Textbook Plague in the Philippines
With regard to textbook problems in the Philippines, there is currently a petition online to recall some textbooks in the Philippines:
|Visit Change.org to sign this petition|
Learning materials in basic education require a thoughtful preparation. It is obvious that education policy makers in the Philippines have not taken the task of providing learning materials for students seriously. The problems are not confined to books in the Ilokano language. The problems are everywhere. I am reposting here something I have posted on this blog on several occasions. These problems have been plaguing the Philippines for so many years:
Outside the classroom, textbooks are often the only resource to which all students can have access. A teacher can only be available during class time or office hours, but a textbook is within reach twenty four hours, seven days a week. Textbooks likewise guide teachers on what to teach. Good textbooks are rich with exercises and problems. Working through these activities is an effective way of studying. Even with the obvious and significant role textbooks play in learning, it is still important to measure their impact on education. Like teachers, classrooms and other resources, textbooks come with costs. It is helpful then to weigh the costs and benefits of using textbooks especially when resources are very limited. A carefully controlled experiment designed to yield this information is not easy to perform. Why would a group of students or their parents agree not to use a textbook just to inform us on how important textbooks are? In fact, people realize how important textbooks are that some have taken the responsibility of producing them for poor children. An example is the story of Zakes Ncanywa:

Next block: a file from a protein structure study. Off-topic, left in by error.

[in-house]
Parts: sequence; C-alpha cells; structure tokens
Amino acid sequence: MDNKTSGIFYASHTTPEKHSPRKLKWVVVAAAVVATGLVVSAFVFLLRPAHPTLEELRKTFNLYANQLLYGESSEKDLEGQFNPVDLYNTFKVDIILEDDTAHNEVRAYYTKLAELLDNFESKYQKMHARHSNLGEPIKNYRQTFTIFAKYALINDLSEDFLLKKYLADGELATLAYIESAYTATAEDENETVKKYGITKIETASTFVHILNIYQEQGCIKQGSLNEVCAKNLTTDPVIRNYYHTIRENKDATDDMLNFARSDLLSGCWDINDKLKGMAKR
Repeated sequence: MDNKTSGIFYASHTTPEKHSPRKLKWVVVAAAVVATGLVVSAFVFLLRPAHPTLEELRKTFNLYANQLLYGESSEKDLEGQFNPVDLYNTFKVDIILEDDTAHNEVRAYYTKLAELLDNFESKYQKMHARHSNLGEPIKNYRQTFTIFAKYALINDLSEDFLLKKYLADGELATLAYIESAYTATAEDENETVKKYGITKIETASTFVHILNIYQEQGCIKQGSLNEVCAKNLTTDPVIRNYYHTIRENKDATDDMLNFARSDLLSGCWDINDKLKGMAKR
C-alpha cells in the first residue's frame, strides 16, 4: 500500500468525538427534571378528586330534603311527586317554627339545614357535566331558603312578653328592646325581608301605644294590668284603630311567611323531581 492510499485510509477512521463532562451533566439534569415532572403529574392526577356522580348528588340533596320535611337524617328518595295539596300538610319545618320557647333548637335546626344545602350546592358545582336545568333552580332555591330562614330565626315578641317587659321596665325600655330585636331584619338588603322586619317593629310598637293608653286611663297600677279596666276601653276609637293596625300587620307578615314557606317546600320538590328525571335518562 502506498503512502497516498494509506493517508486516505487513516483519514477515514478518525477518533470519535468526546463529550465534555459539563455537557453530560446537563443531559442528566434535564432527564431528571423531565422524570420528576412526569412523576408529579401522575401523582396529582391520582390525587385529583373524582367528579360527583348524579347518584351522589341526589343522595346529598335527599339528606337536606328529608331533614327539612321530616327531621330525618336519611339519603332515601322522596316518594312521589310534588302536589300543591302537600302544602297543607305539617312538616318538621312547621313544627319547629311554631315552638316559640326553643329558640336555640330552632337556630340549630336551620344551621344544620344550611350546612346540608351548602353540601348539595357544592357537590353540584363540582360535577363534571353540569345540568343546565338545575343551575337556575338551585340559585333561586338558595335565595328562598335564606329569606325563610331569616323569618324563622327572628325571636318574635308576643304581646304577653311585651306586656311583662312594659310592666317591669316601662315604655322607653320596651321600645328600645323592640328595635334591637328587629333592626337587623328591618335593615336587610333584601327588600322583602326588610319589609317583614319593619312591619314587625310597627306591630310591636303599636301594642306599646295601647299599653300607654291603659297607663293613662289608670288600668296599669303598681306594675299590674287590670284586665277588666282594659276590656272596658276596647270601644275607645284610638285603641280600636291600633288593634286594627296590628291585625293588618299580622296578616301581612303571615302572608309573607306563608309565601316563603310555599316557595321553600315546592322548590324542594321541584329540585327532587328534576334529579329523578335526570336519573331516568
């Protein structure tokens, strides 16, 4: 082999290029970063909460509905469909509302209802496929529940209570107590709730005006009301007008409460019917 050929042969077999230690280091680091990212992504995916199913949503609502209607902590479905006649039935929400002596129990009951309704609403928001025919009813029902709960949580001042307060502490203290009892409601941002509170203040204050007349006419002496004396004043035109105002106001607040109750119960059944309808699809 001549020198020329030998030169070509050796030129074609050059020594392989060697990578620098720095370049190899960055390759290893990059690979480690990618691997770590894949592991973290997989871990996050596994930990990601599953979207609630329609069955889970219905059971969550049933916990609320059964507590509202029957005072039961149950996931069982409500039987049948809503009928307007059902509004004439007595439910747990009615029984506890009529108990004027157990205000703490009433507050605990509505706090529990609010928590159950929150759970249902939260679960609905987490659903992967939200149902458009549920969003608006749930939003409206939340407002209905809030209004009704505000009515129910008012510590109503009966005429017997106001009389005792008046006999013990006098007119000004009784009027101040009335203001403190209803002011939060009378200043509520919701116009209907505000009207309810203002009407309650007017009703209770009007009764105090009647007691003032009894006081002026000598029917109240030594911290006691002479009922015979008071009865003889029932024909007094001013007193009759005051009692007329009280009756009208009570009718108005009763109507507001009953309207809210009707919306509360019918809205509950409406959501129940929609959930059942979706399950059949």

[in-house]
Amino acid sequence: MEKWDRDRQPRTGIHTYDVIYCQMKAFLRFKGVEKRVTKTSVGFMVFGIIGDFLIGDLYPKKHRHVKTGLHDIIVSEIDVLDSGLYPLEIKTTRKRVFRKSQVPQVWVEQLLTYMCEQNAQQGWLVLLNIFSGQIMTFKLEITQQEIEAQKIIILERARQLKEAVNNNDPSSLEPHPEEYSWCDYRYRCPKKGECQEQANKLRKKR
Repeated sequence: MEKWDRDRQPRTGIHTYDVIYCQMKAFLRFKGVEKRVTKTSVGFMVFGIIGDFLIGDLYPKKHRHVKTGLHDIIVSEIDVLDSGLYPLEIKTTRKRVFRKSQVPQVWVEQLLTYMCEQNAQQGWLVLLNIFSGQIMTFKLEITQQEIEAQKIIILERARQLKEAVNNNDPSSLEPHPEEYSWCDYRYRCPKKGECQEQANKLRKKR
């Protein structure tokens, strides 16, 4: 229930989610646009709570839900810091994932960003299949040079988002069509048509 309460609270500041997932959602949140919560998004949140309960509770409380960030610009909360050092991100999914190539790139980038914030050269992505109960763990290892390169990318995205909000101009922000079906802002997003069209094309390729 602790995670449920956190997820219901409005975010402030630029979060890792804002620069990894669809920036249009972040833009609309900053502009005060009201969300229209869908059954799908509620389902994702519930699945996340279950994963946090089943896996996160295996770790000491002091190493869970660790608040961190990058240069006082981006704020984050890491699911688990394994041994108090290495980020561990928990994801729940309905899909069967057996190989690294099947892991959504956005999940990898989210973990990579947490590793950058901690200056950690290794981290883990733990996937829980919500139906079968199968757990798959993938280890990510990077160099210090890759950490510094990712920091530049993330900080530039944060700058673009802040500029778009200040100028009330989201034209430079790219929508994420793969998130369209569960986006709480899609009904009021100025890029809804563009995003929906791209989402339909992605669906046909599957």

|Above copied from the Mail & Guardian|
95% of students in SAT have textbooks compared to 58% in CEB schools. To help visualize how much 0.2 of a standard deviation is, here is a paragraph from Stanford's Eric A. Hanushek:
Amazingly, it is equivalent to the effects of having a good teacher as opposed to having an instructor who is simply average. The annual cost per pupil in a Honduras' CEB school to support teachers' wages is about $300. The annual additional cost per pupil for the required textbooks in an SAT school is about $30, only 10 percent of the cost of a teacher.
In the Philippines, it may seem that Joy Rizal is writing endlessly about textbook problems in the Philippines. The following are just samples of Rizal's articles posted on this blog:
school district of Bukidnon, not delivering any of the promised second grade material for our children
to use in their classes.
a student cannot really tell which is grammatically correct: "Which set of numbers" or "Which set of number".
This maybe ...
incompetence and corruption within DepEd and the rallying cause of improving basic education,
DepEd can well serve as an ...
ability to keep and insure will happen on time, according to schedule, are breaks and holidays.
According to the official DepEd ...